Both China and Pakistan are not only ignoring the legitimate concerns raised by the GB local population, but are also violating their human rights to achieve the CPEC objectives. GB is a pathway to CPEC, yet according to GB residents, participatory development is non-existent. One of the concerns voiced by GB locals is right to compensation for the acquisition of community land. Resentment is also growing amongst the local population over Chinese presence in the GB region. The locals feel Pakistan and China are exploiting their resources. Several local NGO delegations and intellectuals who study the region are voicing these concerns in the United Nation Human Right sessions.
Senge H. Sering, a scholar from Gilgit-Baltistan based in Washington DC, wrote: “China has a huge and long-term presence in Gilgit-Baltistan and is building extensive road, bridge and telecom networks to sustain it. The drivers compelling China to develop Karakoram Corridor are diverse and mainly pertain to its economic, strategic and political ambitions.” China’s control of GB will enable this area to be connected with its military complexes of northwestern Tibet. Thus, there is a clear military component to this much-touted economic development project. Further, locals are also troubled by the fact that there is a construction of an army headquarters in GB region for the security of the CPEC. Many local leaders and human right activists are expressing their concerns over this silent invasion by China. The situation is also complicated by local demographic changes initiated by the Pakistani government to keep the region under control. Pakistan is actively trying to increase a percentage of the Sunni population in the region.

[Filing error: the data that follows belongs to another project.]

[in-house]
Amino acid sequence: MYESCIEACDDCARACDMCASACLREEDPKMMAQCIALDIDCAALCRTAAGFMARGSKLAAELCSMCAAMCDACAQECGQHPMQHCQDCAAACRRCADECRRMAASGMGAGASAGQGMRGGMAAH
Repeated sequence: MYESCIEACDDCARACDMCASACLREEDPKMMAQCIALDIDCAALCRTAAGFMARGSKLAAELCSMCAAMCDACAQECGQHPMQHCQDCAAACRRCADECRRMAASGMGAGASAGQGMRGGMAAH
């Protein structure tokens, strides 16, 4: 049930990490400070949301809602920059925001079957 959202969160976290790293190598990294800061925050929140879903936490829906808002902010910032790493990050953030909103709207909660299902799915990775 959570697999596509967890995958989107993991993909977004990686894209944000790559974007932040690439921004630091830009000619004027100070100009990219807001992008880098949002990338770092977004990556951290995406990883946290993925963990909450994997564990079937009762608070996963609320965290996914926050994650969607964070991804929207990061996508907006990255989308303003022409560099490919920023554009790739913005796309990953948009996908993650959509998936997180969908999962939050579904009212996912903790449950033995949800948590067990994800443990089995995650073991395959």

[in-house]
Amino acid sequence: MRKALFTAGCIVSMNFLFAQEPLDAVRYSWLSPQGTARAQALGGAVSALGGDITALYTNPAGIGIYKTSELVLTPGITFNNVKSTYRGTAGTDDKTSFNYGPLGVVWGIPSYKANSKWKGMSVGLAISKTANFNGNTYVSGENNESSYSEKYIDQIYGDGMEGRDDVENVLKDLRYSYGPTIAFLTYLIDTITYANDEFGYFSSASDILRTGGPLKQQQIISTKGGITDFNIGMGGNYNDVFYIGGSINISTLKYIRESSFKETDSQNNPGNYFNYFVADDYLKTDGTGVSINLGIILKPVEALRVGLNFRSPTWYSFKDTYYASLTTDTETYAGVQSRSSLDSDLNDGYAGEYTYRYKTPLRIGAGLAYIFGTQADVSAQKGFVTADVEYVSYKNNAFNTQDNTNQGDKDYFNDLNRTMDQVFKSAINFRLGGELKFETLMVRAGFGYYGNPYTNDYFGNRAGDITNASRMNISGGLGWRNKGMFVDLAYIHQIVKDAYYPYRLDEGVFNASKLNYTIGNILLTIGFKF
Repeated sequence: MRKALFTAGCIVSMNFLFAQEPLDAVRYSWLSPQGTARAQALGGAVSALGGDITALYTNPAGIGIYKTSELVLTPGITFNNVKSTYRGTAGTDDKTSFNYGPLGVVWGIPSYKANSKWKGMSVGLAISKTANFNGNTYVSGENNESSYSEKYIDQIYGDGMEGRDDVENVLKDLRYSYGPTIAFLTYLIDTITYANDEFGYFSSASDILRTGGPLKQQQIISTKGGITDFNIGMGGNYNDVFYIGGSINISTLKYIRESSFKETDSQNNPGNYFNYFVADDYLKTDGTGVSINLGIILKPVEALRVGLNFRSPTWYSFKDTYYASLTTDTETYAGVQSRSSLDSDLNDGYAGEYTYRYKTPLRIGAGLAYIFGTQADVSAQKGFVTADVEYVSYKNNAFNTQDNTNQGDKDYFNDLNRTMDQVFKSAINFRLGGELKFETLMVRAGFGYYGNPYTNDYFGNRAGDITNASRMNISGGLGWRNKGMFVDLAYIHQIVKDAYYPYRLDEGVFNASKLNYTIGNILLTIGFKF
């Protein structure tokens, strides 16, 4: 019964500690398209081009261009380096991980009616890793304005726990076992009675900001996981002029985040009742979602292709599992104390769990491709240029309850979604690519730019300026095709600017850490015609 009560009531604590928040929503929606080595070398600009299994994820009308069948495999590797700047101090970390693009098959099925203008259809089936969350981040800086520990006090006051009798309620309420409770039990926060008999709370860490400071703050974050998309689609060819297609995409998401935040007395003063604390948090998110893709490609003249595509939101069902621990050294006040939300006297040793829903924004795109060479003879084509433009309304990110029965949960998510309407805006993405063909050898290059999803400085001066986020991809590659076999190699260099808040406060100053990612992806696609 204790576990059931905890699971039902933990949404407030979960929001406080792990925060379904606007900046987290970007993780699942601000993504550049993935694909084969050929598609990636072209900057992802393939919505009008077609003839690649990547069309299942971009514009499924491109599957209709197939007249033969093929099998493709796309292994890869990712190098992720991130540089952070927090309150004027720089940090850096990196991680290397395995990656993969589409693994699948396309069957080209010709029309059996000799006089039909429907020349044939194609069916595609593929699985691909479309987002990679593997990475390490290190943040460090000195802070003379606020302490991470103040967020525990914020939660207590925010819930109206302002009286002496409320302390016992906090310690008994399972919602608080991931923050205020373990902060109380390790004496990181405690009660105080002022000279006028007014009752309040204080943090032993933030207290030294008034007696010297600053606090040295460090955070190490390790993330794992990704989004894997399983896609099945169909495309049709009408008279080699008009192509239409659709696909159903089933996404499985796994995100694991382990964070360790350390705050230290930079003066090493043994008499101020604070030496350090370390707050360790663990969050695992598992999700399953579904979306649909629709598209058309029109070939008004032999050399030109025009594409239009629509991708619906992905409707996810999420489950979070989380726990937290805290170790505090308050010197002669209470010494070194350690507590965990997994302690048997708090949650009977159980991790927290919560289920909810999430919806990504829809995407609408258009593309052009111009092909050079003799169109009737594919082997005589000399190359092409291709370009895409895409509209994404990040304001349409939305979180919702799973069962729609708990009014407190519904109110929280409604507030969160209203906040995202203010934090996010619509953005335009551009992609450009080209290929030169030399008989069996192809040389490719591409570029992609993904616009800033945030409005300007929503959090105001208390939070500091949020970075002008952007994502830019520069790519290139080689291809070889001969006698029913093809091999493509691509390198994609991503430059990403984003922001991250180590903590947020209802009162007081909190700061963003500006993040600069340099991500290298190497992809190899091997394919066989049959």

Pakistan has very recently made a move to declare GB its new province. China is running several projects in the area — from mining exploration to highway construction. And hence there are a lot of Chinese workers in the GB region. The striking concern is that the locals are not allowed to do mining and they do not get many jobs. At the same time, China has posted its soldiers to protect its objectives and assets in GB, something that has been strongly opposed by India. These soldiers and the fact that most of the workers are also from the People’s Liberation Army have perturbed and petrified native people. While Mandarin language and its script have been introduced as an optional language in schools in the region, there is a complete ban on the teaching of the native Balti language, which is like Tibetan. Thus, the region is under virtual Chinese occupation due to military presence and hyperactive economic activity.
Through expansion of its proxy occupation of Gilgit Baltistan along with CPEC, China is getting a step closer to its strategic vision of “Zhong Guo (Mandarin)” the Central Kingdom.